It's a measure of the music industry's male bias - and tedious obsession with the cult of the unhinged production "genius" - that Phil Spector gets all the credit for crafting the classic girl-group songs of the 60s, even though he wrote barely any of them.
Spector's "wall of sound" was merely polish - the reason those songs sound so colossal is because of their titanic melodies, onrushing choruses, and universal, easily relatable lyrics. And that was mostly the work of songwriter Ellie Greenwich, who has died of a heart attack at the age of 68.
Alongside co-writer Jeff Barry, Greenwich had a knack for taking sweet lyrics of innocent teenage love - which in lesser hands might sound schmaltzy - and propelling them heavenward, into the realm of the epic. Hence The Ronettes' 'Be My Baby', which boasts a chorus so immense it made Brian Wilson swerve off the road when he first heard it, so taken aback was he by the perfection of the hook.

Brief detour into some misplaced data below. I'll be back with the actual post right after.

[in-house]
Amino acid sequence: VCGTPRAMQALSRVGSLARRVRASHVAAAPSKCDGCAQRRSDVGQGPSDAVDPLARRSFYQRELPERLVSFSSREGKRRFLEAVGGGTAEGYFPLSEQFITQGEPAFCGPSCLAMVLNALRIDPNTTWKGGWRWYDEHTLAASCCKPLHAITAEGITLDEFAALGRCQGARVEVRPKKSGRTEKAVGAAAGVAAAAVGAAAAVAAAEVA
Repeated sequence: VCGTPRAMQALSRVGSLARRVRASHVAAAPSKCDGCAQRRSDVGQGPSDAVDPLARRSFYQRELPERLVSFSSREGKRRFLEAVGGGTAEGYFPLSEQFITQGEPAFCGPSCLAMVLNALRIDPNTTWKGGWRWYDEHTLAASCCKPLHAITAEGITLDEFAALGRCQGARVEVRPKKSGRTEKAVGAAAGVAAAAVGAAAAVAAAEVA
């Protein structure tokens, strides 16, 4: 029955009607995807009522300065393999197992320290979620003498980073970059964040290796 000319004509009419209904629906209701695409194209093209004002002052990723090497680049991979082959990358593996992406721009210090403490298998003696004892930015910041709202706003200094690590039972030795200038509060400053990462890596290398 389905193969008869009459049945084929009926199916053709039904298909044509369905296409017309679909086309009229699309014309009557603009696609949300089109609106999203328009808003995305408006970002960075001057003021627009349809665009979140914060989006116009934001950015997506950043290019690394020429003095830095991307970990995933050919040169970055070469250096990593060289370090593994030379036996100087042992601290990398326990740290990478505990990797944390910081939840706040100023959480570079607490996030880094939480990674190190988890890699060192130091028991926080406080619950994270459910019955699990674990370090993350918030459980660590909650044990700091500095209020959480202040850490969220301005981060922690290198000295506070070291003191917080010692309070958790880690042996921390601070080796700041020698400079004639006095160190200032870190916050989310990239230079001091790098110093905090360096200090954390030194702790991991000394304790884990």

That sense of epic scale condensed - grand emotions contained within a sub-three-minute pop song - characterises so many of Greenwich's songs, not least the song she wrote for Darlene Love, 'Christmas (Baby Please Come Home)', a song so heart-racingly brilliant it's a tragedy that people only listen to it in December.
By way of tribute, we've put together this playlist of her songs. Here's what's on it:
The Ronettes, 'Baby I Love You'
The Ronettes, 'Be My Baby'
The Shangri-Las, 'Leader Of The Pack'
Darlene Love, 'Christmas (Baby Please Come Home' (we've included the Raveonettes version here)
The Dixie Cups, 'Chapel Of Love'
Tina and Ike Turner, 'River Deep, Mountain High'
The Crystals, 'Then He Kissed Me'
The Crystals, 'Da Doo Ron Ron'